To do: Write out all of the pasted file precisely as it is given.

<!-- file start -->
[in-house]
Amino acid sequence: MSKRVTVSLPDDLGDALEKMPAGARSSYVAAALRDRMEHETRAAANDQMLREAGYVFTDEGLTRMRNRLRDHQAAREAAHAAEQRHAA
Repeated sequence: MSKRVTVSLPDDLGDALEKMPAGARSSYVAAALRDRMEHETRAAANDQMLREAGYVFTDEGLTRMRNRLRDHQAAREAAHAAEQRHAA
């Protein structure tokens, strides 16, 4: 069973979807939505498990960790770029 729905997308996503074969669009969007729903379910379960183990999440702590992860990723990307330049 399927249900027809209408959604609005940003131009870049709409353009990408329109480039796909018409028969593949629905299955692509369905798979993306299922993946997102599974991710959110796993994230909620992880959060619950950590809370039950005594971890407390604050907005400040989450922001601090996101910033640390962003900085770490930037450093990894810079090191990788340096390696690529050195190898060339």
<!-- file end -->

[in-house]
Amino acid sequence: MSKRVTVSLPDDLGDALEKMPAGARSSYVAAALRDRMEHETRAAANDQMLREAGYVFTDEGLTRMRNRLRDHQAAREAAHAAEQRHAA
Repeated sequence: MSKRVTVSLPDDLGDALEKMPAGARSSYVAAALRDRMEHETRAAANDQMLREAGYVFTDEGLTRMRNRLRDHQAAREAAHAAEQRHAA
């Protein structure tokens, strides 16, 4: 069973979807939505498990960790770029 729905997308996503074969669009969007729903379910379960183990999440702590992860990723990307330049 399927249900027809209408959604609005940003131009870049709409353009990408329109480039796909018409028969593949629905299955692509369905798979993306299922993946997102599974991710959110796993994230909620992880959060619950950590809370039950005594971890407390604050907005400040989450922001601090996101910033640390962003900085770490930037450093990894810079090191990788340096390696690529050195190898060339």